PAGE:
Reel To Reel: Jason Bourne
Going Rate: Worth matinee price
Starring: Matt Damon, Julia Stiles, Tommy Lee Jones, Alicia Vikander
Red Flags: Intense violence, mild language
Nearly a decade after the last Jason Bourne movie to actually feature Jason Bourne, Universal dusts off the series and recharges it. While it's great seeing Matt Damon back in the title role, and he delivers plenty of lightning-fast action, it feels like a remake of one of the first three Bourne films. Even though Bourne finally learns his identity in this one -- apologies if that's a mild spoiler -- many things are left unanswered simply because I figure we need some gas left in the tank for another couple of sequels.
We are reintroduced to Bourne as he makes scratch in brutal bare-knuckle fights the way Clint Eastwood used to do alongside Clyde the orangutan. Only Bourne doesn't waste time punching into the camera. The CIA is still looking for him and still can't catch him despite being wired into just about every camera on the planet along with a creepily ambiguous social network known as Deep Dream. Things start getting real when former CIA operative and Bourne confidant Nicky Parsons (Stiles) hacks into one of their servers and steals files outlining Treadstone. You'll recall it's that super-secret operation that created super-killers to terminate people the super-spooks didn't like in the name of national security.
CIA Director Robert Dewey (Jones) wants Bourne taken out, but he is getting pushback from cyber-ops topper Heather Lee (Vikander), a rising star who wants to be the point person on the operation. Lee is the kind of self-assured genius who could take a Keurig coffeemaker and reprogram it to track you from thousands of miles away. Dewey kicks it old school, dialing up an asset so secret we only know him as "Asset" (Vincent Kassel) and launches a covert operation to undercut Lee's op while terminating Bourne. Asset has his own motivation: Bourne's actions indirectly led to him being kidnapped and tortured.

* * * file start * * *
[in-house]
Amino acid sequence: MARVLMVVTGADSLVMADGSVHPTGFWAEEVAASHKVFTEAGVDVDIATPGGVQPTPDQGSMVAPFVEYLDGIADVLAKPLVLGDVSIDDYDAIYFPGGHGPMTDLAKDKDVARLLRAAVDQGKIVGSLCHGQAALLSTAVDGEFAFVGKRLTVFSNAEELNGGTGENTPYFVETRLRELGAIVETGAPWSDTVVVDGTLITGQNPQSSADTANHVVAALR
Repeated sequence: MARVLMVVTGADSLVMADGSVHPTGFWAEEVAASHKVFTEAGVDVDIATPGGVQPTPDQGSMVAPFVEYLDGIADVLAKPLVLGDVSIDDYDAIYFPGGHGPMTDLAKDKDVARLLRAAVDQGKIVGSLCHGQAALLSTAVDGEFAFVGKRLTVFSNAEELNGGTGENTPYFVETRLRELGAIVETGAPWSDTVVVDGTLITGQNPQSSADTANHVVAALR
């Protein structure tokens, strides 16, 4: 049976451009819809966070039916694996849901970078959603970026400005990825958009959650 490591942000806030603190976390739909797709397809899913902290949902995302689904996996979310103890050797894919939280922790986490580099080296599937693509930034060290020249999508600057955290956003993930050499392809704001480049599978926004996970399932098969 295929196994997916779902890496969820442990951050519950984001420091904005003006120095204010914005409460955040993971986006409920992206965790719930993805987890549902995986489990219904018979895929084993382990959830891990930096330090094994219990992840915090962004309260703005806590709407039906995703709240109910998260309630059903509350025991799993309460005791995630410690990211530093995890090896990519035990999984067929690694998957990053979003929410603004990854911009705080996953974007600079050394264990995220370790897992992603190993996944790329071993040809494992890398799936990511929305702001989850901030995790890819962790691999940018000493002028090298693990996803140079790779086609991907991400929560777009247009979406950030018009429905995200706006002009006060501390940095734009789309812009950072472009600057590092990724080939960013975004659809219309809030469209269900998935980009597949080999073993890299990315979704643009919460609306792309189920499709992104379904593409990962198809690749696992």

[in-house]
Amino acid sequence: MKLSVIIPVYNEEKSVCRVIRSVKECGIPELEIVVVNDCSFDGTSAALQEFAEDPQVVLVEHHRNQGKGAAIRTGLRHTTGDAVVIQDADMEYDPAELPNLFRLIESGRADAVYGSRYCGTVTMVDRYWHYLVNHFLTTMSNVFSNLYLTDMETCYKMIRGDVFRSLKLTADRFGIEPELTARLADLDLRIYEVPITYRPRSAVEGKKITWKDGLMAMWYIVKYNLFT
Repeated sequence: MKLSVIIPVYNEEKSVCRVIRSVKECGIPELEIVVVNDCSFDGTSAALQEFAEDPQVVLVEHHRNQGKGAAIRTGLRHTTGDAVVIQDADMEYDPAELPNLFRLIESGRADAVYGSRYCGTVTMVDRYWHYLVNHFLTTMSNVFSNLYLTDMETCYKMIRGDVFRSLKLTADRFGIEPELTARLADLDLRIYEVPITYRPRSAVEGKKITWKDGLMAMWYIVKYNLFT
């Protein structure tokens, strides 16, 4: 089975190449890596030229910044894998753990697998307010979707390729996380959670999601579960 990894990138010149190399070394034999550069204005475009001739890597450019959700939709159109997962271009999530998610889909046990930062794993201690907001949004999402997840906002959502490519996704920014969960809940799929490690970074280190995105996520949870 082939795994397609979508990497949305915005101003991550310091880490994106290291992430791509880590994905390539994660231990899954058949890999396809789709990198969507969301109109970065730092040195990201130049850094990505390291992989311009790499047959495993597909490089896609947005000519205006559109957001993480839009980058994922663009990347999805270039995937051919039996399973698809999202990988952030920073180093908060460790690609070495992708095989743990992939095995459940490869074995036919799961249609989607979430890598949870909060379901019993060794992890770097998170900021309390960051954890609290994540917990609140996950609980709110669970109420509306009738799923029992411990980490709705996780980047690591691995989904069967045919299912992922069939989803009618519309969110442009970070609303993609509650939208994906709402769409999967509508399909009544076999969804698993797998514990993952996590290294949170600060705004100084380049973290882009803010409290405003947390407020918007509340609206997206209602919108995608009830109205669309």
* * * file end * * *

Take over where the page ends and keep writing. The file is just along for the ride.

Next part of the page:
We have a little bit of political intrigue. Dewey is chummy with Deep Dream's topper Aaron Kalloor (Riz Ahmed), a middle-eastern mashup of Mark Zuckerberg and Steve Jobs. But mostly he fills screen time walking around and looking like a Silicon Valley rock star.
Jason Bourne doesn't try to get too ambitious. We go to Athens, Berlin and London between trips to D.C., but it's not the kind of serpentine travel we've seen in previous Bourne movies. But one thing hasn't changed: it seems the smarted the CIA assets get, along with their toys, Bourne can just outmuscle them. I wondered in my 2012 review of the Bourne-less The Bourne Legacy how a group of intelligence chiefs could have so much information and yet be so clueless. I thought the same thing here, but at least Tommy Lee Jones' character gets points for flipping the script.